Thanks for your kind comments. Yes Iv built a few guitars in the past making many mistakes along the way as you do. I find that no matter how much attention to detail or risk aversion you take, something always unforeseen happens. Great way to learn, yes, but gut-wrenching when it happens of course. The most severe problems I have had, have revolved around power tools. That is the main reason I try to avoid them where possible. Drill presses can be indispensable of course but unfortunately on mine, the chuck wobbles ruling it out of most applications. It does centre itself so I can use it for some things. I'm on the look out for replacement.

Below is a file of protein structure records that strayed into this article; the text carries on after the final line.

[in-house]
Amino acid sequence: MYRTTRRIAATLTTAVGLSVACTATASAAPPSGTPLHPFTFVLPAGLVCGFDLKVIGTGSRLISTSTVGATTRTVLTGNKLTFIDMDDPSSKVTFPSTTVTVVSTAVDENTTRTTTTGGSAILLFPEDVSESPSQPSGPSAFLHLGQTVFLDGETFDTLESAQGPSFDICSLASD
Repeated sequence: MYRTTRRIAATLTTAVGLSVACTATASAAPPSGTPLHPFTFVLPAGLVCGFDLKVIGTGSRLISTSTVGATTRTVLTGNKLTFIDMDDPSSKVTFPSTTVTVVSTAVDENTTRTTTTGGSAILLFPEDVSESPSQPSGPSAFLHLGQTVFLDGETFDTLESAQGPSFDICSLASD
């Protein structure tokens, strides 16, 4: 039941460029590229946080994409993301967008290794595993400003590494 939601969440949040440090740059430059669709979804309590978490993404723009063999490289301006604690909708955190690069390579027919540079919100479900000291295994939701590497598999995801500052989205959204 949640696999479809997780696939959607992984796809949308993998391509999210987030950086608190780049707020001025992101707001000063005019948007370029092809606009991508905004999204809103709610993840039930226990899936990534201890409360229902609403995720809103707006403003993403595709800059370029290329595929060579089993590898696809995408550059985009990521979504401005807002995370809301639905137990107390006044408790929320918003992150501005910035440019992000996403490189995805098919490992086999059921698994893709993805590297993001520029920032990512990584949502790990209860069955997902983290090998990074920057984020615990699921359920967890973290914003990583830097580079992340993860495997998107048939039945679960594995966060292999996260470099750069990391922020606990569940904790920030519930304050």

Thanks for additional info Mabley123. Real nice piece of swamp kauri there and great photos. Have you made any instruments out of the Cuban mahogany you have? Any photos would be great.
The handsaw cutting though is purely because I don't have a bandsaw. I thought about buying one but then decided that I don't really need it.. yet. The hand saw suits me fine. I actually solely use a handsaw when I'm building too. A sharp handsaw, in my opinion, is as accurate as any power-saw (it just takes longer obviously).
Handsaw cutting length-wise through the Puriri slab took about an hour. Hand-sawing the book-matched piece took me 5 hours (with breaks because my forearms kept blowing out). I just find the hand-sawing process accurate and satisfying.
Also I have found that planing my wood in the rack I made produces a much more even and completely flat (in terms of plane angle) surface than a planer. It eliminates the annoying 'snipe' of a thicknesser and you can easily get rid of bows and warps in addition to handling big slabs.